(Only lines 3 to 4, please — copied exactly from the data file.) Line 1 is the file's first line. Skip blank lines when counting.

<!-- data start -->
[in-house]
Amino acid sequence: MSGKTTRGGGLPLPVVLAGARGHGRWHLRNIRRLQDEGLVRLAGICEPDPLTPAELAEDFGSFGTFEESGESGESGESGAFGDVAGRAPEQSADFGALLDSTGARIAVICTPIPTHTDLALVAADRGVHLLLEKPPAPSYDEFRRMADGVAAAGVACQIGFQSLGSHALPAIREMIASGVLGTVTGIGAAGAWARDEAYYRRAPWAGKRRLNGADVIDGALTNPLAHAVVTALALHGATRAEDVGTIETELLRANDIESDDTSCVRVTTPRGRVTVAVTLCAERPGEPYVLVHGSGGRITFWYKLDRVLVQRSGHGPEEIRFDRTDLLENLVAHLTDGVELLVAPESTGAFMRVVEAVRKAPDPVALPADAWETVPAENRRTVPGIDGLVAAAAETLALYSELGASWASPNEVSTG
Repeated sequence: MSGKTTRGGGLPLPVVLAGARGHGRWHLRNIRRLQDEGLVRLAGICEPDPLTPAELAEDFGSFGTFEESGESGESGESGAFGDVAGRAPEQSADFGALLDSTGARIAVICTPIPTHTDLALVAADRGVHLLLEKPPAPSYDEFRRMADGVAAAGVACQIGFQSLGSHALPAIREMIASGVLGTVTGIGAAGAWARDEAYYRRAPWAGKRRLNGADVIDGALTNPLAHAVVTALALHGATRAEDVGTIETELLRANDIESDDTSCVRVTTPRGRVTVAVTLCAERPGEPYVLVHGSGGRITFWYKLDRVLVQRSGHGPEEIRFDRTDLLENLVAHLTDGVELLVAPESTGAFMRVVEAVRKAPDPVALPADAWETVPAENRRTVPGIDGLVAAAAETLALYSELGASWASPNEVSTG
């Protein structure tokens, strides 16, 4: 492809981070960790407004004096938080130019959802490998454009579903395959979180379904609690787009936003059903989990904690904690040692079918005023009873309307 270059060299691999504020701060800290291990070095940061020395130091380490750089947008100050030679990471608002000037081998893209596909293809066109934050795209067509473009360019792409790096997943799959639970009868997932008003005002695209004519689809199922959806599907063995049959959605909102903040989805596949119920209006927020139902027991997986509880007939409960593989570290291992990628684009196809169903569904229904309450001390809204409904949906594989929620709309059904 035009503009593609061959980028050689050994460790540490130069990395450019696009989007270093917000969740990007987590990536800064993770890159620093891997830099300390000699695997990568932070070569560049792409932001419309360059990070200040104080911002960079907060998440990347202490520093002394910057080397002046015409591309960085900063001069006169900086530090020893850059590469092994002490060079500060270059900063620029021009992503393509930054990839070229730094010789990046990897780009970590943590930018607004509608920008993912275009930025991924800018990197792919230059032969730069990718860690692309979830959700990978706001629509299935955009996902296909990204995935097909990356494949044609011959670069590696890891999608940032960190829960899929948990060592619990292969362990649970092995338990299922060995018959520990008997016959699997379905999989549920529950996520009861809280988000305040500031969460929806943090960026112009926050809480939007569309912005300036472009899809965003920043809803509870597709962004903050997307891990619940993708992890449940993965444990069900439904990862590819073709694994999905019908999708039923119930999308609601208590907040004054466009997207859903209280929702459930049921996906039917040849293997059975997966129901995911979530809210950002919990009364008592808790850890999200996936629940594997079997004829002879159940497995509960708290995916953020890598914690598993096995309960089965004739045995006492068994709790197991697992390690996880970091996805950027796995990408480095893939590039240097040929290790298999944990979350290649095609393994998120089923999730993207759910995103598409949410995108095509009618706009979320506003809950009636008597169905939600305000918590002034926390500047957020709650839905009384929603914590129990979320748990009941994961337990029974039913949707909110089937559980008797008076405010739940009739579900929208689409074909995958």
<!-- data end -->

Repeated sequence: MSGKTTRGGGLPLPVVLAGARGHGRWHLRNIRRLQDEGLVRLAGICEPDPLTPAELAEDFGSFGTFEESGESGESGESGAFGDVAGRAPEQSADFGALLDSTGARIAVICTPIPTHTDLALVAADRGVHLLLEKPPAPSYDEFRRMADGVAAAGVACQIGFQSLGSHALPAIREMIASGVLGTVTGIGAAGAWARDEAYYRRAPWAGKRRLNGADVIDGALTNPLAHAVVTALALHGATRAEDVGTIETELLRANDIESDDTSCVRVTTPRGRVTVAVTLCAERPGEPYVLVHGSGGRITFWYKLDRVLVQRSGHGPEEIRFDRTDLLENLVAHLTDGVELLVAPESTGAFMRVVEAVRKAPDPVALPADAWETVPAENRRTVPGIDGLVAAAAETLALYSELGASWASPNEVSTG
């Protein structure tokens, strides 16, 4: 492809981070960790407004004096938080130019959802490998454009579903395959979180379904609690787009936003059903989990904690904690040692079918005023009873309307 270059060299691999504020701060800290291990070095940061020395130091380490750089947008100050030679990471608002000037081998893209596909293809066109934050795209067509473009360019792409790096997943799959639970009868997932008003005002695209004519689809199922959806599907063995049959959605909102903040989805596949119920209006927020139902027991997986509880007939409960593989570290291992990628684009196809169903569904229904309450001390809204409904949906594989929620709309059904 035009503009593609061959980028050689050994460790540490130069990395450019696009989007270093917000969740990007987590990536800064993770890159620093891997830099300390000699695997990568932070070569560049792409932001419309360059990070200040104080911002960079907060998440990347202490520093002394910057080397002046015409591309960085900063001069006169900086530090020893850059590469092994002490060079500060270059900063620029021009992503393509930054990839070229730094010789990046990897780009970590943590930018607004509608920008993912275009930025991924800018990197792919230059032969730069990718860690692309979830959700990978706001629509299935955009996902296909990204995935097909990356494949044609011959670069590696890891999608940032960190829960899929948990060592619990292969362990649970092995338990299922060995018959520990008997016959699997379905999989549920529950996520009861809280988000305040500031969460929806943090960026112009926050809480939007569309912005300036472009899809965003920043809803509870597709962004903050997307891990619940993708992890449940993965444990069900439904990862590819073709694994999905019908999708039923119930999308609601208590907040004054466009997207859903209280929702459930049921996906039917040849293997059975997966129901995911979530809210950002919990009364008592808790850890999200996936629940594997079997004829002879159940497995509960708290995916953020890598914690598993096995309960089965004739045995006492068994709790197991697992390690996880970091996805950027796995990408480095893939590039240097040929290790298999944990979350290649095609393994998120089923999730993207759910995103598409949410995108095509009618706009979320506003809950009636008597169905939600305000918590002034926390500047957020709650839905009384929603914590129990979320748990009941994961337990029974039913949707909110089937559980008797008076405010739940009739579900929208689409074909995958």